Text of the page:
- Paint: MA, WA – Because of the extremely short session and lack of time to work out the necessary details, the WA bill is dead for the year. However, there were good negotiations between Zero Waste Washington (our CRADLE2 partner), local government reps, waste haulers, and the paint industry which bodes well for next year. In, MA, PSI is leading this effort with some support from our C2 partner there. Prospects for success are good.
- Plastic Bag Bans: RI, VT – We submitted comments in support of the Rhode Island Plastic Waste Reduction Act. The bill had a hearing on March 20. Despite strong support, the bill is unlikely to pass this year.
- Pharmaceuticals: CA – We drafted and submitted comments in support of the CA Safe Medication Management Bill. Despite heroic efforts from CalPSC and many others, the bill is dead for this year.
- Mircrobeads Bans: CA, NY, – The bills were introduced considerable media attention and fanfare. The Attorney General’s office in New York succeeded in generating significant attention and involvement from NY’s environmental community, and 5Gyres did the same in California. Both bills have had their relevant hearings and 5 Gyres and local advocates are in negotiations with the personal care products industry of phase-out timelines. The prospects for success are good.
UPSTREAM in the News
The Maine Public Broadcasting Network: Maine Man Leads National Effort to Reduce Packaging Waste – April 30, 2014
Sustainable Brands: “Make It, Take It’ Campaign Pressures Companies to Take Responsibility for Packaging Waste – April 30, 2014
Plastic News: Consortium targets Capri Sun in new push to emphasize recycling – April 30, 2014
In an effort to highlight the great work of many sustainability professionals, each issue of this newsletter will feature an UPSTREAM board member or NGO. Please meet, David Stitzhal, President of Full Circle Environmental, Inc. and UPSTREAM board secretary.
Q. How has your work impacted EPR, source reduction, or recycling initiatives? Reflecting on his 25 years in the industry, David describes his work as comprised of hands-on technical assistance to businesses on one hand, and policy development targeted at problem products such as pharmaceuticals, carpet, used oil, automobiles, batteries and electronics on the other. “It’s a nice blend of concrete projects and big picture policy development; the different modes inform each other well, and are really incomplete without the other,” says Stitzhal. David was part of the team that established the first state producer responsibility electronic recycling program in the United States, now known as Washington’s E-Cycle Program. He has served on a number of national and local multi-stakeholder dialogues for hard to handle materials. David also helped create the first Product Stewardship Council in the nation, the Northwest Product Stewardship Council, for which he served as coordinator for 15 years.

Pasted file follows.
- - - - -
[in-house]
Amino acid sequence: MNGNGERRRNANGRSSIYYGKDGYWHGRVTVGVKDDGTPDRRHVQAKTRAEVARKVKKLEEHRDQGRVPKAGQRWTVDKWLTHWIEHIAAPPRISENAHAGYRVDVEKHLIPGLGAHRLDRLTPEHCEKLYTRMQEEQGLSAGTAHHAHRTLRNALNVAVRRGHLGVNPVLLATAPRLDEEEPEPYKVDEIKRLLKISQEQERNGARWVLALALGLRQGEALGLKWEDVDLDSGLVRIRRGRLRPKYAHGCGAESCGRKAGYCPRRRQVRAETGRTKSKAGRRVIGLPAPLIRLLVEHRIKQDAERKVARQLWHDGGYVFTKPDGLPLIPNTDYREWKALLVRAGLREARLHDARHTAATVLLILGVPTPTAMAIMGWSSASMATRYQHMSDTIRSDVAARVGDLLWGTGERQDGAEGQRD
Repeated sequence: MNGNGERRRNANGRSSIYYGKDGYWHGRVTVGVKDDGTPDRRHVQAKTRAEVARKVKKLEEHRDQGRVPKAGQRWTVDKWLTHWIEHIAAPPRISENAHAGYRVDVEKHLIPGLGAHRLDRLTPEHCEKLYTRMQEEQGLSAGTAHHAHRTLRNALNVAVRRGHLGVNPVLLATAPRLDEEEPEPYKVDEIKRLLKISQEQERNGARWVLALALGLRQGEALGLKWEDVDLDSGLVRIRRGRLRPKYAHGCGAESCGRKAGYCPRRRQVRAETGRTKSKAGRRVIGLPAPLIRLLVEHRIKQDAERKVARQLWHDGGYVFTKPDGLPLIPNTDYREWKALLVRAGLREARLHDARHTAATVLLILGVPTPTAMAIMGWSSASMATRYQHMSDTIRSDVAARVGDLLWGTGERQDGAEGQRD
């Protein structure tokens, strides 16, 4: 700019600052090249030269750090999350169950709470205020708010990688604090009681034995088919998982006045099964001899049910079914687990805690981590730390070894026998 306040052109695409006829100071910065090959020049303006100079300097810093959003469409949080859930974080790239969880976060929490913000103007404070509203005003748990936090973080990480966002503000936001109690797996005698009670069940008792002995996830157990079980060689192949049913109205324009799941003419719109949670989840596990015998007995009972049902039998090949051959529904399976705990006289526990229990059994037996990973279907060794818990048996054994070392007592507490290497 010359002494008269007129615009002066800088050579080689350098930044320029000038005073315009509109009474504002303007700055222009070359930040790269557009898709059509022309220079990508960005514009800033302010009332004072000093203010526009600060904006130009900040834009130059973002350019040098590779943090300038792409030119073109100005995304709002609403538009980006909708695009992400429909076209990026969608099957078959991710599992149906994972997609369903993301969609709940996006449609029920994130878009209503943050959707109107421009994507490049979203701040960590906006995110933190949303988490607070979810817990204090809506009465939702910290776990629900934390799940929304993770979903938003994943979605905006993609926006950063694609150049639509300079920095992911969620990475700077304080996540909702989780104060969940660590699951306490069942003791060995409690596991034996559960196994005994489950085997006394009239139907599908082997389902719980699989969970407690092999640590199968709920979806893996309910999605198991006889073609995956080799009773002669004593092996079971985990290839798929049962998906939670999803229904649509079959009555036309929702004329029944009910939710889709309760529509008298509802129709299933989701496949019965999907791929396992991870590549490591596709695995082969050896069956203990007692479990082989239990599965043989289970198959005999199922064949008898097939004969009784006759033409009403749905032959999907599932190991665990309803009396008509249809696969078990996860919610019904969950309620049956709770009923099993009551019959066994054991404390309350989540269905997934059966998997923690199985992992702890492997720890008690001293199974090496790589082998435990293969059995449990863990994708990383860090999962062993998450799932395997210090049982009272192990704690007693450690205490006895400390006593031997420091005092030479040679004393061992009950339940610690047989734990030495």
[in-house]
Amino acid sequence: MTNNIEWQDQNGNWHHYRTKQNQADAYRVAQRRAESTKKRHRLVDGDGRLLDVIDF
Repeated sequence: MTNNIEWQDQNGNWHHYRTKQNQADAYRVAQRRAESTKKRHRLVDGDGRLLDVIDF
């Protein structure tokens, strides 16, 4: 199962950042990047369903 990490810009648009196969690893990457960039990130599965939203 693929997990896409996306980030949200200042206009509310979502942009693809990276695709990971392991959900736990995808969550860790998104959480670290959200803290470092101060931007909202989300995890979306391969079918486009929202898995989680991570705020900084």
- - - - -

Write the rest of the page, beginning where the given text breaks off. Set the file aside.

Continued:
Q. What are some of the issues you will focus on this year either as a board member or in your organization? King County, WA recently passed a Rule and Regulation requiring drug manufacturers to fund and operate a drug take-back system for unwanted medications, joining Alameda County in being only the second jurisdiction to pass such a policy. David has been working on this issue for nearly a decade, and will continue his support of program implementation, pending the outcome of the pharmaceutical industry lawsuit challenging both County ordinances. David, and Full Circle, will also support international research efforts exploring the flow, recovery and recycling of batteries from EDVs (Electric Drive Vehicles). And still in the early planning stages is an environmental business exchange between Beijing and Seattle, focusing on technology and cultural exchange.
Q. Is there an article/book/presentation you would like to highlight and note in this issue? David highlighted an article titled, Product Stewardship: Can it Drive Green Design? in the Spring 2011 issue of Environmental Quality Management. In the piece David discusses the need for more than a single policy to drive toward improved product design and recycling. “There isn’t one silver bullet for green design,” David says. “A combination of tools to manage waste and resources are needed; no single, isolated approach can solve the problem. And when we look for, or examine, single program or single policy solutions, it’s easy to critique, discount and disregard each one as not solving the problem.” Instead, Stitzhal suggests, we should explore what works in each approach and use the tools in combination to achieve our broader goals.
Q. What inspired you to become an UPSTREAM board member? David was initially drawn to UPSTREAM by “the thoughtful, creative, exacting work undertaken by Bill Sheehan and co-founder Helen Spiegelman.” Stitzhal continues, “I was excited to jump into the intellectual and policy crucible they were forming, and to learn from their theory and practice.” David sees UPSTREAM’s work as a rich blend of deep thinking with activist productivity. UPSTREAM works for the greater good through creative policy approaches that emphasize good governance. He enjoys being a member of an organization that creates high expectations for government, industry, consumers, and citizens. “UPSTREAM helps us see how we each contribute to – and are daily impacted by – the root causes of waste, and then it takes a next step by forging a path forward.”